Wednesday, November 18, 2009

Cash for... Weatherization

David Leonhart of the NY Times is a classic theiving liberal. This is evidenced by an article in the NY Times titled: A stimulus that could save money. What he did not mention in the title is that he could save money personally by stealing it from you and putting it in his own property. Please read the bilge excerpt below.

This year, my wife and I had an energy audit done on our home. We were interested in finding out if we could save money and, given the attention that weatherizing was starting to get, I figured it could also make for good column fodder. For $400, an auditor spent hours scouring our house, with the help of a big fan he set up in our front door and an infrared camera. He produced a full-color, 13-page detailed report, informing us of the leaks in our house, and he was also willing to tell us which changes were usually a waste of money (new windows).

Even so, we are still trying to figure out which weatherization projects we should do. The whole package would probably cost $4,500 and save us something like $400 a year. We may not stay in the house nearly long enough to justify the investment.

Such concerns are typical. How do you find an auditor? How do you know whether you should seal a few ducts or pay $2,000 for new insulation? Which of the existing subsidies -- state and federal -- might you qualify for?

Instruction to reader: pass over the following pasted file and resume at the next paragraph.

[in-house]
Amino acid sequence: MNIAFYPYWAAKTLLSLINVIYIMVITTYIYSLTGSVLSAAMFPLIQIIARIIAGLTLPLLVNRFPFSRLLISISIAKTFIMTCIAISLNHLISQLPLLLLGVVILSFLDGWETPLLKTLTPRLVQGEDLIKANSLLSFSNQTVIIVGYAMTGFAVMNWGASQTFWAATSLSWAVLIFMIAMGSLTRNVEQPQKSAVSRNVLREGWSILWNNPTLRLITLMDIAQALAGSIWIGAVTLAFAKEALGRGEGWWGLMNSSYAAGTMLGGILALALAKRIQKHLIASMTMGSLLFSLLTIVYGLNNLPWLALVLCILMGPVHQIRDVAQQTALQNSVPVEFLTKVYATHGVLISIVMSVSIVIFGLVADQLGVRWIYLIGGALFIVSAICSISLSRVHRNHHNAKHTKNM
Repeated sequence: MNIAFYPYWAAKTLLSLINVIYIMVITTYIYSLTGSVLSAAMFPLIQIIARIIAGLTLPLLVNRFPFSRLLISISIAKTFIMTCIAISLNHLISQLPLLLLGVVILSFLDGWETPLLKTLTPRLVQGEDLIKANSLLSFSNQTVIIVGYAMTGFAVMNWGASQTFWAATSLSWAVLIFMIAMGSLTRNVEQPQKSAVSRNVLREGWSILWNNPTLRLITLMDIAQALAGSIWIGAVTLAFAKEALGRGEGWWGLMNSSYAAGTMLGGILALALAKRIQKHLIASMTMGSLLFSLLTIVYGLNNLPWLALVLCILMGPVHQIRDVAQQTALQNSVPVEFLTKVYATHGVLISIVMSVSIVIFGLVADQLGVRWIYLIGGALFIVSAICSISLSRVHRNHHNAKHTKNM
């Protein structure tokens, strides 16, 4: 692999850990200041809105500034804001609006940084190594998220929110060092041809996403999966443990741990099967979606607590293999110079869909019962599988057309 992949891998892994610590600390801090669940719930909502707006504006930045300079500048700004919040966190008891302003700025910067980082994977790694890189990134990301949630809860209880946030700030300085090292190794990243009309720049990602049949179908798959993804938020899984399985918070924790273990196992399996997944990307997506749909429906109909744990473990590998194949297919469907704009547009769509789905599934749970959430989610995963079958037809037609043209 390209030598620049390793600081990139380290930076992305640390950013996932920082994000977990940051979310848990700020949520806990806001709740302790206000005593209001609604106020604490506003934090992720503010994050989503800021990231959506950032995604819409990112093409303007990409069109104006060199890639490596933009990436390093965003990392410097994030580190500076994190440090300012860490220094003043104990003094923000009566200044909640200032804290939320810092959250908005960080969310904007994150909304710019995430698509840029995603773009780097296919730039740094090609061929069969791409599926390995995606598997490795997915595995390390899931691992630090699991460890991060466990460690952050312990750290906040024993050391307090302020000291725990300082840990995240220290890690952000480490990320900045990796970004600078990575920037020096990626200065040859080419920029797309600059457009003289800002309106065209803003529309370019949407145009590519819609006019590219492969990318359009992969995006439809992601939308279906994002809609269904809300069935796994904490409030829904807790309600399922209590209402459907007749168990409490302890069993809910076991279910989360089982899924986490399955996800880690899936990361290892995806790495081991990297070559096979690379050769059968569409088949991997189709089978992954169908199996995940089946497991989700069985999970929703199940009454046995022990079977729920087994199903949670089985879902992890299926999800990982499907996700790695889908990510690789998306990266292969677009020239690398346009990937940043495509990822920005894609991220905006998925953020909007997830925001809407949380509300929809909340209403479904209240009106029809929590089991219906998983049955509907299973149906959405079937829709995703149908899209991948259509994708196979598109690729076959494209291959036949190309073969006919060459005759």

Mr. Doerr and Mr. Clinton are well aware of these problems. Mr. Clinton has sent the White House a memorandum written by his foundation staff that lays out the reasons people don't weatherize their homes. Mr. Doerr, who sits on a board of outside economic advisers to Mr. Obama that is working on a formal cash-for-caulkers proposal, told me that his goal was to "keep it really simple so we can do it really fast."

The Doerr plan would cost $23 billion over two years. Most of the money would go for incentive payments, generally $2,000 to $4,000, for weatherization projects. The homeowner would always have to pay at least 50 percent of the project's total cost. About $3 billion would be set aside for retailers and contractors in the hope that they would promote the program, much as car dealerships promoted cash for clunkers. (Mr. Doerr says he owns no stake in any weatherization companies.)


So what Mr. Leonhart is saying is that the payback period for weatherization is about 10 years (~$4000 with annual savings of $400). But by stealing from you through a government tax and redistribute plan, he can cut HIS weatherization return on investment to 1-5 years depending on how much the government says it is ok to steal from you. This kind of logic permeates the liberal media. What he is saying indirectly is "It is ok to steal from you to pay for improvements to my property." Anyone who believes this deserves to read the NY Times and have his money stolen from him.

No comments: